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Re: Paul's Mailfrom (Was: IETF SMTP Working Group Proposal at
- From: Paul Vixie
- Date: Tue Aug 27 03:46:04 2002
> > ...and, occasionally, your ISP's "abuse desk." If this function of
> > your ISP costs less than 1 FTE per 10,000 dialups or 1,000 T1's or 100
> > T3's, then your ISP is a slacker and probably a magnet for professional
> > spammers as well.
> Not to try to undercut the general point, but that would imply that
> Earthlink, AOL, and MSN (for examples) should have a combined abuse
> department of roughly 1500 employees. Well, perhaps those were poor
> examples then.
as i told patrick, the numbers are round, and a survey is needed. it's
definitely going to be the case that scale will lead to economy, and AOL
could most likely get by with only 100 full time "abuse desk" staffers
as long as the rest of their service model were optimized to make abuse
difficult to propagate. i doubt they will comment in detail here, since
the actual numbers are likely to be some kind of internal secret. i know
i get far less spam from AOL than i used to, and i've assumed that this
is because they decided to address the costs at the front end (in their
service model) rather than the back end (in endless cleanup.)
> It would be wonderful if it were the case, and while it seems like
> laziness when we talk about the big guys, most middle sized providers
> just don't have the operating budgets to not slack at least a little bit.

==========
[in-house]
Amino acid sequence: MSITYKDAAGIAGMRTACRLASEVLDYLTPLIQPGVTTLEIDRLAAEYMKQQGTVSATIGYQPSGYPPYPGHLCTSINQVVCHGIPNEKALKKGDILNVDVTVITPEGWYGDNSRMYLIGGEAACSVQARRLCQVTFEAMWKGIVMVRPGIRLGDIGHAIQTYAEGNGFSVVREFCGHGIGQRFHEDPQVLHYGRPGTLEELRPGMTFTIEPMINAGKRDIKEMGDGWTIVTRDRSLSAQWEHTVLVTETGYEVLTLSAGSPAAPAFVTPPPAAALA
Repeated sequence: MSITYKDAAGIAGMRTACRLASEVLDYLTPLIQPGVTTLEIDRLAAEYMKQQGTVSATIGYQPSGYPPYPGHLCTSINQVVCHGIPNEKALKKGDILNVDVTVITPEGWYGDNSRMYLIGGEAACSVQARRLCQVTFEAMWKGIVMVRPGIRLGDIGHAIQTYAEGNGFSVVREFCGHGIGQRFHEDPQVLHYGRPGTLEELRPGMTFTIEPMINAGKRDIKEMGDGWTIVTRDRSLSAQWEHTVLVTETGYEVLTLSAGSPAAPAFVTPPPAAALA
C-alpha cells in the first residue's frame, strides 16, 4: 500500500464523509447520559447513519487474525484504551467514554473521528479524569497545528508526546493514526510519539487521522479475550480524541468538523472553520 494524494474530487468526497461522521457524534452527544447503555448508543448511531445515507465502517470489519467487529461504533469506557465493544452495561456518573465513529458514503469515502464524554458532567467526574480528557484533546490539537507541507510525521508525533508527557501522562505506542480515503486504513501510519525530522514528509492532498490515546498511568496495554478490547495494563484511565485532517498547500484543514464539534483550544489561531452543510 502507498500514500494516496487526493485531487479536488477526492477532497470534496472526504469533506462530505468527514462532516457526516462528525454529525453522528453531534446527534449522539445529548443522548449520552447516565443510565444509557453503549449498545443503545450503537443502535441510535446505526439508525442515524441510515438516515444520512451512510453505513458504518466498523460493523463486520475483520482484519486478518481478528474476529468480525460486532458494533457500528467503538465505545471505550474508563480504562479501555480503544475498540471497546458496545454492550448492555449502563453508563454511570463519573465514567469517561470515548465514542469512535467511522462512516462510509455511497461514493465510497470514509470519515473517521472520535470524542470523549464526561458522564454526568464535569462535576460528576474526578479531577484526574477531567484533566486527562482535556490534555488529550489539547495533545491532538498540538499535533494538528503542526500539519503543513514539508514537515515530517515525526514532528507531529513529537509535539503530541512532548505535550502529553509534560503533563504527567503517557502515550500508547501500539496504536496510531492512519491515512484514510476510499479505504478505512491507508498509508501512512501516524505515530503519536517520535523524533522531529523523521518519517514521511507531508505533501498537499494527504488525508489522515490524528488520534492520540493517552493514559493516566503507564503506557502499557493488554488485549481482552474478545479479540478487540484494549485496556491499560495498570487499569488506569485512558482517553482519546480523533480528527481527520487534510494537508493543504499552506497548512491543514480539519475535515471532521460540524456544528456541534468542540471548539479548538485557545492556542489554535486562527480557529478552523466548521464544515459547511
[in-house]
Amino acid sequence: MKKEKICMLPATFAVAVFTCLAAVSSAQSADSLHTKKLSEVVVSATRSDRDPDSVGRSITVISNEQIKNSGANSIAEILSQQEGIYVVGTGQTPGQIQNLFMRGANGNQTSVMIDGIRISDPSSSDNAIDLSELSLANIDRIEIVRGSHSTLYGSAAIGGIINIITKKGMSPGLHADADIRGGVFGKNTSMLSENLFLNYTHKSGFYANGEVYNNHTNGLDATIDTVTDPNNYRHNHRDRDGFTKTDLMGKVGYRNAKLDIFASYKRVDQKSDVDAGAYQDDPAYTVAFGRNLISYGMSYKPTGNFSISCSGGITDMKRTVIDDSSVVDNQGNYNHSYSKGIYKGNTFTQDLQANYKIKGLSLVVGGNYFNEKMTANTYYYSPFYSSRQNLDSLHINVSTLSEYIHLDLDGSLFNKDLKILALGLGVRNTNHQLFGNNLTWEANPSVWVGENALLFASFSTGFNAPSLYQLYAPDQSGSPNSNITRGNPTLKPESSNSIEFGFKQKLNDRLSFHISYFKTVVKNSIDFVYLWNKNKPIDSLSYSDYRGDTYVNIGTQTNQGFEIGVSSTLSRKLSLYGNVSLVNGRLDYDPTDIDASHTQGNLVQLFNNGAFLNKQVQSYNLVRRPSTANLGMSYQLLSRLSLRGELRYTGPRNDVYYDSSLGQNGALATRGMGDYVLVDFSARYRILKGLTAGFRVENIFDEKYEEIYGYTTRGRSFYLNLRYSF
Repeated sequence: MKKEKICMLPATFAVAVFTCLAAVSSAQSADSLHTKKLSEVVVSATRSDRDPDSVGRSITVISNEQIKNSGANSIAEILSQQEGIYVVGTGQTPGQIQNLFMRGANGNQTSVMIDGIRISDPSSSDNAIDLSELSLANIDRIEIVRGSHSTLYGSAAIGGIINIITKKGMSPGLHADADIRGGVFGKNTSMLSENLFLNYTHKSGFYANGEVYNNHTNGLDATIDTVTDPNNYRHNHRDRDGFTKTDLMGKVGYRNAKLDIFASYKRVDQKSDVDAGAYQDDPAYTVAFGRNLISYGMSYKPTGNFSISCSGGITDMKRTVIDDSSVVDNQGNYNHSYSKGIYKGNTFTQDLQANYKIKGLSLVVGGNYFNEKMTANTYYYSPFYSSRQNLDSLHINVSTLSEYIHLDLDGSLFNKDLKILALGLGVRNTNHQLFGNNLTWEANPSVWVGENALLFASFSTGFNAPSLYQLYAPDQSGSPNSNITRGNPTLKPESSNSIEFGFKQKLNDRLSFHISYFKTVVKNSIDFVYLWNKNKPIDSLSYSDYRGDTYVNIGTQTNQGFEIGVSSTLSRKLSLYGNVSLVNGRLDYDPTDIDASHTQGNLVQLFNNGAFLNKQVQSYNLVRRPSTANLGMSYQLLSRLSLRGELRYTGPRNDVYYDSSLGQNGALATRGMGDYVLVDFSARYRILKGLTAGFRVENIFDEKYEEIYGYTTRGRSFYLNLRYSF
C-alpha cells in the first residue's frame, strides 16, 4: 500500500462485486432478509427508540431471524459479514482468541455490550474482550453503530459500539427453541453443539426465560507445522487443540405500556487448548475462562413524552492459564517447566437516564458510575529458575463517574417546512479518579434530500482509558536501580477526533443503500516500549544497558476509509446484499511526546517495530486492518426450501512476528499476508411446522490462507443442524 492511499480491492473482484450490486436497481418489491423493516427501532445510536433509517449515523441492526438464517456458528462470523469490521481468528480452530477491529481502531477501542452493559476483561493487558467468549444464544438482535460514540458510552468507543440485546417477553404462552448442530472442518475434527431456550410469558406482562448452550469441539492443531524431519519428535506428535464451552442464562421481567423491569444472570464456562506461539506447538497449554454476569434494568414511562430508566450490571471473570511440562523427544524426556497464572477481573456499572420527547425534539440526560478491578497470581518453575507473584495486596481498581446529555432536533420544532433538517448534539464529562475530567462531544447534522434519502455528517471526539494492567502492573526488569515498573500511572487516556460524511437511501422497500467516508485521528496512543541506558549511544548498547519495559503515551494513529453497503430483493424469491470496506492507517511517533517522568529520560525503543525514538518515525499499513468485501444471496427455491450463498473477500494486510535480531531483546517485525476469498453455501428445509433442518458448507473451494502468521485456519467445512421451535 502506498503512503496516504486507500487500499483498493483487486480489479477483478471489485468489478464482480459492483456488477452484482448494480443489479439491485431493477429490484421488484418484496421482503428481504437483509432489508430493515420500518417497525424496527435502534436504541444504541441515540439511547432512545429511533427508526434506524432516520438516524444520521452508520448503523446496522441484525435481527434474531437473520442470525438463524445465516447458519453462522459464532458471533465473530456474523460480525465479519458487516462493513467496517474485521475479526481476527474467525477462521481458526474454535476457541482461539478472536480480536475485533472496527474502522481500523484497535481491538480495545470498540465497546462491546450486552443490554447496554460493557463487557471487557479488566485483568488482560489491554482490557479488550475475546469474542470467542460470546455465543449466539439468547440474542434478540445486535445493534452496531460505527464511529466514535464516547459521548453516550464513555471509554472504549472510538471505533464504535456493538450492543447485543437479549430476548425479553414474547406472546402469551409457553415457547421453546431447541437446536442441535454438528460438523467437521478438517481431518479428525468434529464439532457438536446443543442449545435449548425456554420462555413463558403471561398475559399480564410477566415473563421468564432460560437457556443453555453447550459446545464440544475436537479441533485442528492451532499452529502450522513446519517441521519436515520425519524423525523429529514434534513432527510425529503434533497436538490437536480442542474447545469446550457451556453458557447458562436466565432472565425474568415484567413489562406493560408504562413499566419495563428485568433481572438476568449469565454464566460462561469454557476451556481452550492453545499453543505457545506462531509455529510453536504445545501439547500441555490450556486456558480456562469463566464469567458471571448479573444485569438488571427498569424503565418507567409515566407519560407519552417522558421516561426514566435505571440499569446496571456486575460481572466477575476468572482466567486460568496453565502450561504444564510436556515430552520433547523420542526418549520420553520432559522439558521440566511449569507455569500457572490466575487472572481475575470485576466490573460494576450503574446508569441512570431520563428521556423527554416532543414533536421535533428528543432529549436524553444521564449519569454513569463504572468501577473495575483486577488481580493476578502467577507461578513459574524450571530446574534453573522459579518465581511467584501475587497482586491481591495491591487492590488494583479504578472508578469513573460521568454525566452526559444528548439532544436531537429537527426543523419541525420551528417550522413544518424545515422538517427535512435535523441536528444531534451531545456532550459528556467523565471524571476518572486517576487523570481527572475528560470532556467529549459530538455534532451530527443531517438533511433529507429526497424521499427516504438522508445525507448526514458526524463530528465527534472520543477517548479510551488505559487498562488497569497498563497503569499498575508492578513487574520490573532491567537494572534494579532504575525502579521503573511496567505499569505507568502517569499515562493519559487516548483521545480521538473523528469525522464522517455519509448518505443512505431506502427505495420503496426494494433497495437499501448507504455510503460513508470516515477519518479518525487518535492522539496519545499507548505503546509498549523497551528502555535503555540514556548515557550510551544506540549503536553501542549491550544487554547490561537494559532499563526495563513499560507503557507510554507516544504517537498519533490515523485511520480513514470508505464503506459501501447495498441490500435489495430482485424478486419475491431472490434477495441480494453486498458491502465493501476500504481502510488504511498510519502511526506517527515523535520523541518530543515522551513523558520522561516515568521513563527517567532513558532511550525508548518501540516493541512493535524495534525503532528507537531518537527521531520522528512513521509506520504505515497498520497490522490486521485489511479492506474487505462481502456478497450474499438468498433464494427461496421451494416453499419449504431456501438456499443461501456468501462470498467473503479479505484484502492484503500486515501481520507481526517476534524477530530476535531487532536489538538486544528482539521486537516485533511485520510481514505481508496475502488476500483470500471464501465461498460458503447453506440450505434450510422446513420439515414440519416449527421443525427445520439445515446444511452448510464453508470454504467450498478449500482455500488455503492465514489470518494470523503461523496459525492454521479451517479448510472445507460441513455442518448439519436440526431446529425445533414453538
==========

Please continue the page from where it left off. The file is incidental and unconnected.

whenever you get spammed, it's because some isp somewhere is a slacker,
and is letting you pay the price for their lack of investment in this
critical area. (spam is not unlike route flaps in this way, i suppose.)
> But this debate (I'm not debating with *you*) keeps coming around full
> circle. Perhaps the real social problem is convincing whatever standards
> bodies and vendors necessary that it is a technical problem.
i think it's clear that everybody wants it to be somebody else's problem.
> There seems to be far too much apathy (FUD?) rather than just designing a
> partial solution, however imperfect, and implementing it.
as the designer of several partial solutions which have been implemented, i
agree from experience.
spam's assymetric cost:benefit ratio (between a spammer and a victim)
really institutionalizes apathy. the benefit to one spammer in being able
to outwit a defense is a measurable success in that day's events. the
benefit to one victim in being able to erect a defense which stops one kind
of spam or spam from one source or what have you is immeasurably small
compared to the deluge of other crap that'll come over the gunwales in the
same diurnal period.
no solution which does not progressively leverage the combined small
efforts of millions of spam victims will ever be measurably effective other
than in some small locality and/or for some brief instant. see the DCC
for an example (http://dcc.rhyolite.com/) of how to build and apply that
leverage. (i'm not giving the reference to vipul's razor because i said